Would you pay $1,500 to dangle a 2010-era smartphone in front of your face? While you used to need an exclusive invitation, now anyone can buy Glass, Google's pricey, head-mounted wearable computer. But just because you can, that doesn't mean you should.
At first blink, Google Glass looks like the perfect way to turn yourself into a cyborg, getting all kinds of information beamed into your eye. But the headset actually provides less functionality than today's smartphones, giving you just a handful of so-so apps and a mediocre camera.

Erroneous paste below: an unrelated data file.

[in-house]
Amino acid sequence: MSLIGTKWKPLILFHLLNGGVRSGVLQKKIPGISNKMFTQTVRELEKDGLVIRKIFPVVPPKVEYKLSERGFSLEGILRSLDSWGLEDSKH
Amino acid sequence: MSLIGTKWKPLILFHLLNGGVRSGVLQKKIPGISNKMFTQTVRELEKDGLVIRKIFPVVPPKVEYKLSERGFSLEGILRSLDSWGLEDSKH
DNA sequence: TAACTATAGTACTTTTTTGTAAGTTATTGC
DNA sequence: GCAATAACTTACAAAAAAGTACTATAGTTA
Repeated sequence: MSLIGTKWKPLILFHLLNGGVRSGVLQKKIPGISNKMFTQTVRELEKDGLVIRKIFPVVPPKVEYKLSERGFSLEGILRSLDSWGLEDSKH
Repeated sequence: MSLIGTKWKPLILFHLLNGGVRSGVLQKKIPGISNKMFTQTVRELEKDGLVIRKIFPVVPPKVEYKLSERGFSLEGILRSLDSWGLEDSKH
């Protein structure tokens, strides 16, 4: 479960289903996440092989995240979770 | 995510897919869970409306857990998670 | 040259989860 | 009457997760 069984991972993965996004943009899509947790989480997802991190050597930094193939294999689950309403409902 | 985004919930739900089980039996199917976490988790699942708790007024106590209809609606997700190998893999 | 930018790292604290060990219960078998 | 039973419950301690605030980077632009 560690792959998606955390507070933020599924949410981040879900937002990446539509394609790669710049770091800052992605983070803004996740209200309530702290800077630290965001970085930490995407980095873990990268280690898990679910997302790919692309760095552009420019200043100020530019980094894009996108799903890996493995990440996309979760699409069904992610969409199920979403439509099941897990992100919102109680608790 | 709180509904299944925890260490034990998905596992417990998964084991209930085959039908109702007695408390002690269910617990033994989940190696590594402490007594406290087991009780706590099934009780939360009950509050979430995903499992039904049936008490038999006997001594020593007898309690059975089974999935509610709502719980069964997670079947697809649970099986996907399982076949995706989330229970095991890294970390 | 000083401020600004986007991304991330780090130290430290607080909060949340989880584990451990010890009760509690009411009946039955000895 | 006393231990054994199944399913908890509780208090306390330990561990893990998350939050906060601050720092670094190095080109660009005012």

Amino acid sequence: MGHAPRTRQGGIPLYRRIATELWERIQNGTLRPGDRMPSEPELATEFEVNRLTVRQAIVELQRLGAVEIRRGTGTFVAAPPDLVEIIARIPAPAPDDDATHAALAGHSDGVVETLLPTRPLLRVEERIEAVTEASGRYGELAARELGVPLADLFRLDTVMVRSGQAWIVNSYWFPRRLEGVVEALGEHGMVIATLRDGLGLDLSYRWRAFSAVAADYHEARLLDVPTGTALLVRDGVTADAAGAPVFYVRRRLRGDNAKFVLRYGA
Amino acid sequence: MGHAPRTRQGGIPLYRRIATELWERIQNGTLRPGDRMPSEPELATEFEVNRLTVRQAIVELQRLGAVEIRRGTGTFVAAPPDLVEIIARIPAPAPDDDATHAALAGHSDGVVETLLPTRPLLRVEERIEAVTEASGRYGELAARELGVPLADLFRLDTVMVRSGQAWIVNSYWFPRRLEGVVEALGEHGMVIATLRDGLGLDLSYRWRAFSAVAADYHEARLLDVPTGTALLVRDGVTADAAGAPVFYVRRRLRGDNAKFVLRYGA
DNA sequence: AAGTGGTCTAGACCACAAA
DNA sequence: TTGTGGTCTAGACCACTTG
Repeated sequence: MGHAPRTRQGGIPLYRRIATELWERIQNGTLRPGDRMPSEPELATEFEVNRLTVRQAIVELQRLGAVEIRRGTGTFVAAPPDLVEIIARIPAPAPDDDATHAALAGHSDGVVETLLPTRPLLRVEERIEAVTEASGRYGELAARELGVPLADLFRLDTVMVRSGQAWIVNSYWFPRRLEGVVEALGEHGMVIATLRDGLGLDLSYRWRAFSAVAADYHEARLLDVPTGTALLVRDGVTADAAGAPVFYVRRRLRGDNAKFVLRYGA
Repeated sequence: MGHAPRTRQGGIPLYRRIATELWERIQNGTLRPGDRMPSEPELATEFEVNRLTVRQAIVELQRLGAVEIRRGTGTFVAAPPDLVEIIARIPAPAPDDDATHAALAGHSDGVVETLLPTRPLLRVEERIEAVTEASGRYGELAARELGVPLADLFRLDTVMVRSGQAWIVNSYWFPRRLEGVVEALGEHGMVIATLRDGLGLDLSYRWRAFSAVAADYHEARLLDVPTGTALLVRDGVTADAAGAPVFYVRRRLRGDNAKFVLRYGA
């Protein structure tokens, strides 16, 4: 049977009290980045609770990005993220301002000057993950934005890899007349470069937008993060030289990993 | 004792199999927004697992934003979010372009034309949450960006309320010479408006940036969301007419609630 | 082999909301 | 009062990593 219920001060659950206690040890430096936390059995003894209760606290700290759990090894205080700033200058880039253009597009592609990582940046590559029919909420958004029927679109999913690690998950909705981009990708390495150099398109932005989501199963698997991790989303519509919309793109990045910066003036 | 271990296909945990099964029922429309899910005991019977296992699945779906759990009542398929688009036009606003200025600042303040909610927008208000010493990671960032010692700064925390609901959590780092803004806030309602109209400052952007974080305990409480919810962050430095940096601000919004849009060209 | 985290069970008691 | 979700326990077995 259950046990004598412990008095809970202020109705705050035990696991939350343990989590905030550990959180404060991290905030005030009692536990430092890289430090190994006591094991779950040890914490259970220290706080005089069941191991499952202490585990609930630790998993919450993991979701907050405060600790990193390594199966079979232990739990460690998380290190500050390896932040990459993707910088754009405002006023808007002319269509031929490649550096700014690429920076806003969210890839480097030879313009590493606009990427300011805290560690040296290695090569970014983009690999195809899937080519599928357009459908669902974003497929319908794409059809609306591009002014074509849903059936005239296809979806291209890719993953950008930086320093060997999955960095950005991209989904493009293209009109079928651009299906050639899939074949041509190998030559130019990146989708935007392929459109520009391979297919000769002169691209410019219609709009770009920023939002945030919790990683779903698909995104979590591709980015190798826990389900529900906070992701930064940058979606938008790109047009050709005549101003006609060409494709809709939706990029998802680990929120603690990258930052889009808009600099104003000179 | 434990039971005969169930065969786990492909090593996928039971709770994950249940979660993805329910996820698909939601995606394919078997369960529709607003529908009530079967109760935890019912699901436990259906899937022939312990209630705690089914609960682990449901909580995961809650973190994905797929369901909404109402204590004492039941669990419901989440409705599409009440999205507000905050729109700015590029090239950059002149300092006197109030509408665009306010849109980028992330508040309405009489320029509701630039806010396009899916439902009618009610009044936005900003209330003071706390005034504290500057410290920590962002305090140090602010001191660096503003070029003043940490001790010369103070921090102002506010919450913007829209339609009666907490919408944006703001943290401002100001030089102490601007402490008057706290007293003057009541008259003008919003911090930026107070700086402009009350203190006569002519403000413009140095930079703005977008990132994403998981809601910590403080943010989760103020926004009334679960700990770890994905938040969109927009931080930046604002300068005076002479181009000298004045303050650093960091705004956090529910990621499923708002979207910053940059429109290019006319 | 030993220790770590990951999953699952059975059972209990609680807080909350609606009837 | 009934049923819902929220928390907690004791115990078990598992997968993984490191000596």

What humanity needs is a device that provides augmented reality overlays on top of a real-world perspective. Instead, Google gives you a tiny screen that sits above your eyebrow and lasts just a few hours on a charge. Wait for something better, like the $3,650 dual-eye Meta Pro glasses, or something cheaper.